Even as I key in these words, there’s a raging aandhi outside, unsettling everything that’s coming in its way. Unleashing its fury on tall trees and lonesome lamp-posts — even human beings who, in any other situation, could have been bragging about how they’re capable of this — and that the aandhi spares no one.
You could call it a storm. But somehow, ‘aandhi-toofan’ is more apt, immediately conveying the very mood, the state of affairs, the very state of nature in its unbridled form. Say ‘aandhi toofan’ and you’re somehow connected to the upheavals taking place all around us.
Strangely, this entire week, aandhis have been around in Delhi, bringing down the heat, but uprooting, unsettling and damaging so much at the same time.
Then there is the additional menace that it poses to all those people susceptible to falling ill and those with breathing difficulties. Also, you could equip yourself with a hundred brooms and dusters and go hopping around — and hopping mad — cleaning your house, but that dust just smirks at you and spreads itself out comfortably all around. And just when you feel that you’ve somewhat settled the devil, there’s another aandhi blowing its head off, howling as if partly upset and partly with a mission to get on your nerves.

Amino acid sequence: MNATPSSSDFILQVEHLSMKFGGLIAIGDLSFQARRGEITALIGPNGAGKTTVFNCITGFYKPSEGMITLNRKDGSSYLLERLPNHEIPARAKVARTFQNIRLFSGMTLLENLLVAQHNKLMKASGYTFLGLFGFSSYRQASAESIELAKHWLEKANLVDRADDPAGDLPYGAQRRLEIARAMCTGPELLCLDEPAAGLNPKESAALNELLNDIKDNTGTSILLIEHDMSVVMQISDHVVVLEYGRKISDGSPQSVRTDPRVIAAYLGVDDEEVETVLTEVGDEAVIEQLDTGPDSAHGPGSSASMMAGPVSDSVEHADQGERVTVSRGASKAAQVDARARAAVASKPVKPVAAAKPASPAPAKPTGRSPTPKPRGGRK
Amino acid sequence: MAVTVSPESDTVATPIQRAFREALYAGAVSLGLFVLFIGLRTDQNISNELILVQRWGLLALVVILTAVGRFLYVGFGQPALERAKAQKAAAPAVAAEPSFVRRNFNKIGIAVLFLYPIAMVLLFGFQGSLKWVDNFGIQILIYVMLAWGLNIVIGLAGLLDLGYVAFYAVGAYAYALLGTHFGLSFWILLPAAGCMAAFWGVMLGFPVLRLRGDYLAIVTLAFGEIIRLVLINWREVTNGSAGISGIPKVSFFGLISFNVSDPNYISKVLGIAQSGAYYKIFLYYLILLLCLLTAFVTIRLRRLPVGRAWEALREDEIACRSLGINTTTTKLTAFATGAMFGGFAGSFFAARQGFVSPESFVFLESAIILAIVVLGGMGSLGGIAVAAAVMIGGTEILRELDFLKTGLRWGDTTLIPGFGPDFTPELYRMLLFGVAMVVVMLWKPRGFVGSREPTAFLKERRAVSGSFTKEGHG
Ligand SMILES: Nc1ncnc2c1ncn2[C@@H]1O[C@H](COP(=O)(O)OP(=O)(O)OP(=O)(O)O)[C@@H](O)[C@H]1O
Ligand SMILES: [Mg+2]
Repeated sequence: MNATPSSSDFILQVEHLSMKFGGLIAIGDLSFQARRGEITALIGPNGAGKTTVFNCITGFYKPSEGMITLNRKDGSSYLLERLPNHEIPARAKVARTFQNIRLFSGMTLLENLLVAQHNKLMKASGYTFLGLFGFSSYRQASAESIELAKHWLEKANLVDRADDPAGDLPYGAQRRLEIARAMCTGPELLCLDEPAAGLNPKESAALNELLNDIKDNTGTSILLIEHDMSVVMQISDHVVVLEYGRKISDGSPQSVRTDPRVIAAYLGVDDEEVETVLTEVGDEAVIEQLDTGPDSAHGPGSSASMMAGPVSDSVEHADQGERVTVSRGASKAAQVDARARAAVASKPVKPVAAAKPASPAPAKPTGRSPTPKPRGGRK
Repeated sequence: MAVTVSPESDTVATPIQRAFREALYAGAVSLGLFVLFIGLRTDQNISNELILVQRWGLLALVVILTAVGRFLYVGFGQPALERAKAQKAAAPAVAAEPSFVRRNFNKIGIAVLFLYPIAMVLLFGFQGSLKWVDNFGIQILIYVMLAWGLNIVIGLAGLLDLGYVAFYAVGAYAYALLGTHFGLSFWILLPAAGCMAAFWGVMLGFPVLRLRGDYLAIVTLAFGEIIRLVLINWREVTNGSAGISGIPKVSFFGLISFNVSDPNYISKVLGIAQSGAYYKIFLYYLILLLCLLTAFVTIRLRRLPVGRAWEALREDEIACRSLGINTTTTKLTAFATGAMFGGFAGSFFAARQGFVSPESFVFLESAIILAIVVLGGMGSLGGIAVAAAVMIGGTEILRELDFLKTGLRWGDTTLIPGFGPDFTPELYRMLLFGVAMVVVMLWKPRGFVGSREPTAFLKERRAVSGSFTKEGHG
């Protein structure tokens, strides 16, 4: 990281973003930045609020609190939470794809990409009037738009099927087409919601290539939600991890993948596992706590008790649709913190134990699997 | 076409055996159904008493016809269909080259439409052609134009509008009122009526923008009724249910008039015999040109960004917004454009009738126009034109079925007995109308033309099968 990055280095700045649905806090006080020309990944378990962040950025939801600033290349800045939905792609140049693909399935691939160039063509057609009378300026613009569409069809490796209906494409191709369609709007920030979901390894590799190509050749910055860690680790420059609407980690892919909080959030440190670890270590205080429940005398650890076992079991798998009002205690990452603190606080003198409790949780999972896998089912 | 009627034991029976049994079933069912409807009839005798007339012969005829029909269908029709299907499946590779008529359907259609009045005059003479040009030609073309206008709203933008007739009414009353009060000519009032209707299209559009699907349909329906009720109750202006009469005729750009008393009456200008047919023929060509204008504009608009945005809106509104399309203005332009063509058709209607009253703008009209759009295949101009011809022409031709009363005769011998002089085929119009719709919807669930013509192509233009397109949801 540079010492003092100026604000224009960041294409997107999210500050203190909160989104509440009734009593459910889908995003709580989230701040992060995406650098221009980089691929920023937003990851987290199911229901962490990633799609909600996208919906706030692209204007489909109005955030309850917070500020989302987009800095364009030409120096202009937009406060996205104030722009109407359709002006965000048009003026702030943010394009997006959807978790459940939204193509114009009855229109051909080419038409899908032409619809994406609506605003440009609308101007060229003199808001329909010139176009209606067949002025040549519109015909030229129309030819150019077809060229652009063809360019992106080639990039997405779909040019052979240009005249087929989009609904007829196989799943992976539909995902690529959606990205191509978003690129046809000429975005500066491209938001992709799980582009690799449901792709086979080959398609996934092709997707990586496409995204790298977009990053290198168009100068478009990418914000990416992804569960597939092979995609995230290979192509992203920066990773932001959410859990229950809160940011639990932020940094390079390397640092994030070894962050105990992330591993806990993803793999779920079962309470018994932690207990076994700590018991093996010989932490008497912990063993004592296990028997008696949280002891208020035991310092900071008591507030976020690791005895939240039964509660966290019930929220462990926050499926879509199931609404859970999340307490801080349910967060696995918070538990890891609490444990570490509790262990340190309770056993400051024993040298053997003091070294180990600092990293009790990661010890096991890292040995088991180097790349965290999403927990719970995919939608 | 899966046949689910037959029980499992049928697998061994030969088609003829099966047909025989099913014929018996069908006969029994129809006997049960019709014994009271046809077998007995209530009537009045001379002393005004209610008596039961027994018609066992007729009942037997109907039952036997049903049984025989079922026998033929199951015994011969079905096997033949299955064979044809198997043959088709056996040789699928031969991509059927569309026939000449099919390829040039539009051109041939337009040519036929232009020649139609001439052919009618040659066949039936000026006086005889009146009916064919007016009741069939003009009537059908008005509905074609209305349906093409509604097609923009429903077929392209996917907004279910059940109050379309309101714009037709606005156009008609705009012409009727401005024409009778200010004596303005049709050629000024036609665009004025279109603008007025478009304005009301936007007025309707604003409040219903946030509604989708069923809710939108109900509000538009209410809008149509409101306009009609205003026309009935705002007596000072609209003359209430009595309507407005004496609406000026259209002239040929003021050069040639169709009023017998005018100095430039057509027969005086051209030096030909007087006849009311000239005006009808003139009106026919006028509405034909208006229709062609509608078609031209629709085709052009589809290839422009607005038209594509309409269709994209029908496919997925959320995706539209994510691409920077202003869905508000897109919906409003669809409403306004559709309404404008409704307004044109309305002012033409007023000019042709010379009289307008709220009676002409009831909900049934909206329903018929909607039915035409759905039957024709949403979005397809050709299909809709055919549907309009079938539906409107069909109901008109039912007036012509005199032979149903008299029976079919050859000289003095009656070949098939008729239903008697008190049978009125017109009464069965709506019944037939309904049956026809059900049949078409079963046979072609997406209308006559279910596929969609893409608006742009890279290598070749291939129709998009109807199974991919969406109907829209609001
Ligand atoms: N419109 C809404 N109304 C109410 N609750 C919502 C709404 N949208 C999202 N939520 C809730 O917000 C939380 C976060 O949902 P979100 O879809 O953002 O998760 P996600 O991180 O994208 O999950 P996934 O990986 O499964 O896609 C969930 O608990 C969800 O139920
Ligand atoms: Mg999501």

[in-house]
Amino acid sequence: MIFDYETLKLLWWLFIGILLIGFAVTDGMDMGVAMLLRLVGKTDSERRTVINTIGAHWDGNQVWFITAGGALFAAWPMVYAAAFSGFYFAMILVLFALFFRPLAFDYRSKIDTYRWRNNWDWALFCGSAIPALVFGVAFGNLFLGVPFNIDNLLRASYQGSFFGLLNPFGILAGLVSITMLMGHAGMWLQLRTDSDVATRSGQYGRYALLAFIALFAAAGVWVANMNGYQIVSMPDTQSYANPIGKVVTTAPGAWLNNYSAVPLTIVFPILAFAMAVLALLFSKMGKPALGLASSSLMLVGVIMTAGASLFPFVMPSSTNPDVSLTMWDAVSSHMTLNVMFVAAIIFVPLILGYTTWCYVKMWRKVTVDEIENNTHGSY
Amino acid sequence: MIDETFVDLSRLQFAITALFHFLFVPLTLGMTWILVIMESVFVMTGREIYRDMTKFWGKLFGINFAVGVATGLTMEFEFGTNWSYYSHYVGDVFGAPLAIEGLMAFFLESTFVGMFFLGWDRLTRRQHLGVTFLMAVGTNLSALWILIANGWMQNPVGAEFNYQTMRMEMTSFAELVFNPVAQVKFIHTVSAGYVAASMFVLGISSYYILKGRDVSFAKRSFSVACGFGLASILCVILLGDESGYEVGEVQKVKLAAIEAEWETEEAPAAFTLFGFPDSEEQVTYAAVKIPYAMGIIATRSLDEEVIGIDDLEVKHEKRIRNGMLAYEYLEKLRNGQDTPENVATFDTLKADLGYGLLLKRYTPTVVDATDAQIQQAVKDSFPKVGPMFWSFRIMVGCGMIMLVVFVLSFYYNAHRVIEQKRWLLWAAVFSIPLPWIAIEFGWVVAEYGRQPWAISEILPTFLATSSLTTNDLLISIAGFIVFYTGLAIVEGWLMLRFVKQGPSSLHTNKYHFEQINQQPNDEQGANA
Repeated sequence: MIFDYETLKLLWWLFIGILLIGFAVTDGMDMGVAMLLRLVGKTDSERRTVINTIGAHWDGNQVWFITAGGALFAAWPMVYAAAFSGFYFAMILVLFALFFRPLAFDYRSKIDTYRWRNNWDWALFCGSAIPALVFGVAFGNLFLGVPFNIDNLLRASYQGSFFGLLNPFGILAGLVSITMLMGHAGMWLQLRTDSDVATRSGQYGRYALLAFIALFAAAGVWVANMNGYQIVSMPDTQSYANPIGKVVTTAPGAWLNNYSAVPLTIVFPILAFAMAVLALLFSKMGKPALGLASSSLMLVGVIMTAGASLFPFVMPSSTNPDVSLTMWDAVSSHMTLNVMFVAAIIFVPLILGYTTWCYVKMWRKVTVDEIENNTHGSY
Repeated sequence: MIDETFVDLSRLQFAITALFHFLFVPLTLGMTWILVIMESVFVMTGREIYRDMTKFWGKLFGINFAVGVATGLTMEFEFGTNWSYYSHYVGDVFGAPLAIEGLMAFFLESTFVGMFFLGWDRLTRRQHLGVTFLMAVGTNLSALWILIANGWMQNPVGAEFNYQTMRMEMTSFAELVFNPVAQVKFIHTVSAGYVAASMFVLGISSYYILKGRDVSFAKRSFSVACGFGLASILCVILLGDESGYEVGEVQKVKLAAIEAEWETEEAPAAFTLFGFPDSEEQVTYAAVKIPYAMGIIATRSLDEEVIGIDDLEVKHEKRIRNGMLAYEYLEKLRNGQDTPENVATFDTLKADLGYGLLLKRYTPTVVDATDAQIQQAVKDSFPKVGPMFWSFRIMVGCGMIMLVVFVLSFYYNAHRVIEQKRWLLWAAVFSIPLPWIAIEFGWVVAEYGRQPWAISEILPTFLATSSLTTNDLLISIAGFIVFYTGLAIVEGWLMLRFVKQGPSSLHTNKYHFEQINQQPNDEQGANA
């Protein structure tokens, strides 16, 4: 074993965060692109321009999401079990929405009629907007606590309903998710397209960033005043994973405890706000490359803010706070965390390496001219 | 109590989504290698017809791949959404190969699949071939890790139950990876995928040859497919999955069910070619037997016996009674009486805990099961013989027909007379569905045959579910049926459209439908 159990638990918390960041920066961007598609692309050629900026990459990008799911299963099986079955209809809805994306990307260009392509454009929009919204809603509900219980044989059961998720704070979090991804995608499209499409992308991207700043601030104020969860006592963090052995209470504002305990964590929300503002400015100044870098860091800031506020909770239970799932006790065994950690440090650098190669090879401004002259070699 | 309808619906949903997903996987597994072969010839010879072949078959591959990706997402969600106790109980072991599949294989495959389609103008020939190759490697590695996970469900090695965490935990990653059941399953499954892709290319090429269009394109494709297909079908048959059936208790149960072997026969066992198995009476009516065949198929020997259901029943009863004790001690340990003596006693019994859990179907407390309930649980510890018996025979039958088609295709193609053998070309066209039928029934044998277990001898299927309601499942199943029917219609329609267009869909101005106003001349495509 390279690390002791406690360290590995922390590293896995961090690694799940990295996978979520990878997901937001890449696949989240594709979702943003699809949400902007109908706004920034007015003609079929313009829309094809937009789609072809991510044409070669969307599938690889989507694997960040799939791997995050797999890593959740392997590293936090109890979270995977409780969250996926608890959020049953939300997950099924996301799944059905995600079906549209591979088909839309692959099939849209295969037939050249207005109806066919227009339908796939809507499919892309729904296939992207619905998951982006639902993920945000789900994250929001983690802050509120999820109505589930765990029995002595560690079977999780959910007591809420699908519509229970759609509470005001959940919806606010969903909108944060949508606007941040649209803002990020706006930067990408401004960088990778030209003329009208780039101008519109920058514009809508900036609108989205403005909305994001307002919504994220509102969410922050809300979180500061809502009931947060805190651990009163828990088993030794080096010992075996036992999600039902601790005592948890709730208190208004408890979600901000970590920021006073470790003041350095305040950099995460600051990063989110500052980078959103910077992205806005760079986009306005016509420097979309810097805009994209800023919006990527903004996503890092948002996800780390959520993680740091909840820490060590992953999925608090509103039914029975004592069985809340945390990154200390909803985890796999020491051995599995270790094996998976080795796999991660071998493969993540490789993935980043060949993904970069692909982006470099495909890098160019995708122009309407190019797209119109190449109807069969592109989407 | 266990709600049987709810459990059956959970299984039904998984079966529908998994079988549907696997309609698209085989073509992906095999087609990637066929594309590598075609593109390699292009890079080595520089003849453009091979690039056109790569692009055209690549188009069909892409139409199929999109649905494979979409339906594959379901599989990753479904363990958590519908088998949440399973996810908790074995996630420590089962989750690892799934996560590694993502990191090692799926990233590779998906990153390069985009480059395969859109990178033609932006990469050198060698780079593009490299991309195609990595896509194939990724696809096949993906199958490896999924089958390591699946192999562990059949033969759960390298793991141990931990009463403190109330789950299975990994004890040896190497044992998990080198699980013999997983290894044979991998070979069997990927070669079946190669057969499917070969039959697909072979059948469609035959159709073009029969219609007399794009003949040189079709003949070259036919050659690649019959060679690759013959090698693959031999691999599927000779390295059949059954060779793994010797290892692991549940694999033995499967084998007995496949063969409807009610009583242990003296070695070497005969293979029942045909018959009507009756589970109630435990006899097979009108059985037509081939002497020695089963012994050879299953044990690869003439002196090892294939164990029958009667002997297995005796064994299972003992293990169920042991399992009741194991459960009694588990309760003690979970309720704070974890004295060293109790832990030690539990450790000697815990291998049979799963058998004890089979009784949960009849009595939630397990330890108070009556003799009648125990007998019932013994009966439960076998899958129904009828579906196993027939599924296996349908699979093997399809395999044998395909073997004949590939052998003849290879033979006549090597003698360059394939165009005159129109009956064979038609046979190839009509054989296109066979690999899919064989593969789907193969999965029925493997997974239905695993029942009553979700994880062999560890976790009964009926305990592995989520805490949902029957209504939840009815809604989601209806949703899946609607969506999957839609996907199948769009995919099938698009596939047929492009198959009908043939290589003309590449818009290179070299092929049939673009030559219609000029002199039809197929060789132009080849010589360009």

The wildness of these aandhis strikes the heart of every poet. To talk even about the metaphorical storms that hit us, those emotional aandhis and toofans, it’s only a poet who’ll have the courage to take them on.
But then, there’s always a strange, unnaturally quiet that emerges after an aandhi. This is when some sort of a sukoon — peace — descends, after the death of each storm.